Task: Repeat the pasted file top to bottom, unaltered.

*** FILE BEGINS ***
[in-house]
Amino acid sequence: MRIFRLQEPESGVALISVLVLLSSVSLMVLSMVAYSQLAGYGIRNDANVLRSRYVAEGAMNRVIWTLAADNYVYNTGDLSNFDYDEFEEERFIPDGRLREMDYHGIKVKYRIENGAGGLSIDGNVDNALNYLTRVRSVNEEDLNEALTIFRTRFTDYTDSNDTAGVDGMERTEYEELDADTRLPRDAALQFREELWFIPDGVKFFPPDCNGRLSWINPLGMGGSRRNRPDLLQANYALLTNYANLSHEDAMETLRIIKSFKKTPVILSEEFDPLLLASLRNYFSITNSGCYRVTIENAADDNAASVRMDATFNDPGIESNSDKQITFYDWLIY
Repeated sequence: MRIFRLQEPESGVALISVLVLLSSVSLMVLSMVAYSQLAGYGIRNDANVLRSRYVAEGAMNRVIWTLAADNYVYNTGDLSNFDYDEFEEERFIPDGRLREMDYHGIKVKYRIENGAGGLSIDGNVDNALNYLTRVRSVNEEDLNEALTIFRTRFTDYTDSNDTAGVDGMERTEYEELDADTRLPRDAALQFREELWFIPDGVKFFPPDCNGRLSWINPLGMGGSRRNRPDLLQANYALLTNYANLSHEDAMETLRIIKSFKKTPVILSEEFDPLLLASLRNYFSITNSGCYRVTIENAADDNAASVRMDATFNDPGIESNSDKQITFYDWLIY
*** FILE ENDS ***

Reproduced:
[in-house]
Amino acid sequence: MRIFRLQEPESGVALISVLVLLSSVSLMVLSMVAYSQLAGYGIRNDANVLRSRYVAEGAMNRVIWTLAADNYVYNTGDLSNFDYDEFEEERFIPDGRLREMDYHGIKVKYRIENGAGGLSIDGNVDNALNYLTRVRSVNEEDLNEALTIFRTRFTDYTDSNDTAGVDGMERTEYEELDADTRLPRDAALQFREELWFIPDGVKFFPPDCNGRLSWINPLGMGGSRRNRPDLLQANYALLTNYANLSHEDAMETLRIIKSFKKTPVILSEEFDPLLLASLRNYFSITNSGCYRVTIENAADDNAASVRMDATFNDPGIESNSDKQITFYDWLIY
Repeated sequence: MRIFRLQEPESGVALISVLVLLSSVSLMVLSMVAYSQLAGYGIRNDANVLRSRYVAEGAMNRVIWTLAADNYVYNTGDLSNFDYDEFEEERFIPDGRLREMDYHGIKVKYRIENGAGGLSIDGNVDNALNYLTRVRSVNEEDLNEALTIFRTRFTDYTDSNDTAGVDGMERTEYEELDADTRLPRDAALQFREELWFIPDGVKFFPPDCNGRLSWINPLGMGGSRRNRPDLLQANYALLTNYANLSHEDAMETLRIIKSFKKTPVILSEEFDPLLLASLRNYFSITNSGCYRVTIENAADDNAASVRMDATFNDPGIESNSDKQITFYDWLIY